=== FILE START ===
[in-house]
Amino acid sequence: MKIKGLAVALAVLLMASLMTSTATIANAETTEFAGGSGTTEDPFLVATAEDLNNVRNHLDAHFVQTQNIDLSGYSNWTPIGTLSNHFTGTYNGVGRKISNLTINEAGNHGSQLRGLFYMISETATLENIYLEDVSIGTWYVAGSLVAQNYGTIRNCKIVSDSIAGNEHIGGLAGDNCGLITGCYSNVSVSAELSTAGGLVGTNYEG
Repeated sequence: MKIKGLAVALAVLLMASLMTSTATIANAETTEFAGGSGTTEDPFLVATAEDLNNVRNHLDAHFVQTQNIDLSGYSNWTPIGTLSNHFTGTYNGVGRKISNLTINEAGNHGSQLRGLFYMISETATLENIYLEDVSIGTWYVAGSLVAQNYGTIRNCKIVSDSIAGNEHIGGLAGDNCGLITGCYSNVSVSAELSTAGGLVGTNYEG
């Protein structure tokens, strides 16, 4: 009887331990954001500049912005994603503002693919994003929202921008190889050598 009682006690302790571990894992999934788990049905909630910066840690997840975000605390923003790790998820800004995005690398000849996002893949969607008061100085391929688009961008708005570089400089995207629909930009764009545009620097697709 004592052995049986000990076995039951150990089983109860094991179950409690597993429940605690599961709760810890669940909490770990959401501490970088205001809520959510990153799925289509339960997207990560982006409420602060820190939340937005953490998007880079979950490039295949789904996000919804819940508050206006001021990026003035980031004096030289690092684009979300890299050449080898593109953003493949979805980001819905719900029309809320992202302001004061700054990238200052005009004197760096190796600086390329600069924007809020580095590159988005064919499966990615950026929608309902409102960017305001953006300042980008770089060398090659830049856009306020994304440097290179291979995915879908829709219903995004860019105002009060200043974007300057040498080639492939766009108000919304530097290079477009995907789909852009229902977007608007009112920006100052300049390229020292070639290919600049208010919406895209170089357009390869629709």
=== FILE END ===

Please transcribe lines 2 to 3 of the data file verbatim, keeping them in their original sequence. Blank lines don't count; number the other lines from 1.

Amino acid sequence: MKIKGLAVALAVLLMASLMTSTATIANAETTEFAGGSGTTEDPFLVATAEDLNNVRNHLDAHFVQTQNIDLSGYSNWTPIGTLSNHFTGTYNGVGRKISNLTINEAGNHGSQLRGLFYMISETATLENIYLEDVSIGTWYVAGSLVAQNYGTIRNCKIVSDSIAGNEHIGGLAGDNCGLITGCYSNVSVSAELSTAGGLVGTNYEG
Repeated sequence: MKIKGLAVALAVLLMASLMTSTATIANAETTEFAGGSGTTEDPFLVATAEDLNNVRNHLDAHFVQTQNIDLSGYSNWTPIGTLSNHFTGTYNGVGRKISNLTINEAGNHGSQLRGLFYMISETATLENIYLEDVSIGTWYVAGSLVAQNYGTIRNCKIVSDSIAGNEHIGGLAGDNCGLITGCYSNVSVSAELSTAGGLVGTNYEG